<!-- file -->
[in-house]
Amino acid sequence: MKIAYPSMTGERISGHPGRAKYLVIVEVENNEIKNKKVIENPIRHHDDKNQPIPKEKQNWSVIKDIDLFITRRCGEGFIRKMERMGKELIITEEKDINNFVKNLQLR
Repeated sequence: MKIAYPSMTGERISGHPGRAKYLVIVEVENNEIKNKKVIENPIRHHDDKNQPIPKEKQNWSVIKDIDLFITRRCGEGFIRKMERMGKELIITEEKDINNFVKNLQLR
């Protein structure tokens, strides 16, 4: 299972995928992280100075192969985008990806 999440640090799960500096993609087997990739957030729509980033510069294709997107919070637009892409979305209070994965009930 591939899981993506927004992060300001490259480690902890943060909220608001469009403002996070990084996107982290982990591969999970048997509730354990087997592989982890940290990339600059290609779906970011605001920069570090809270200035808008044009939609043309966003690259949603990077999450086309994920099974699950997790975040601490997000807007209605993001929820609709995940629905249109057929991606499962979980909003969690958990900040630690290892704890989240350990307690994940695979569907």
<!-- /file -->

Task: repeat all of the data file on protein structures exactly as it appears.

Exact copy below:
[in-house]
Amino acid sequence: MKIAYPSMTGERISGHPGRAKYLVIVEVENNEIKNKKVIENPIRHHDDKNQPIPKEKQNWSVIKDIDLFITRRCGEGFIRKMERMGKELIITEEKDINNFVKNLQLR
Repeated sequence: MKIAYPSMTGERISGHPGRAKYLVIVEVENNEIKNKKVIENPIRHHDDKNQPIPKEKQNWSVIKDIDLFITRRCGEGFIRKMERMGKELIITEEKDINNFVKNLQLR
């Protein structure tokens, strides 16, 4: 299972995928992280100075192969985008990806 999440640090799960500096993609087997990739957030729509980033510069294709997107919070637009892409979305209070994965009930 591939899981993506927004992060300001490259480690902890943060909220608001469009403002996070990084996107982290982990591969999970048997509730354990087997592989982890940290990339600059290609779906970011605001920069570090809270200035808008044009939609043309966003690259949603990077999450086309994920099974699950997790975040601490997000807007209605993001929820609709995940629905249109057929991606499962979980909003969690958990900040630690290892704890989240350990307690994940695979569907």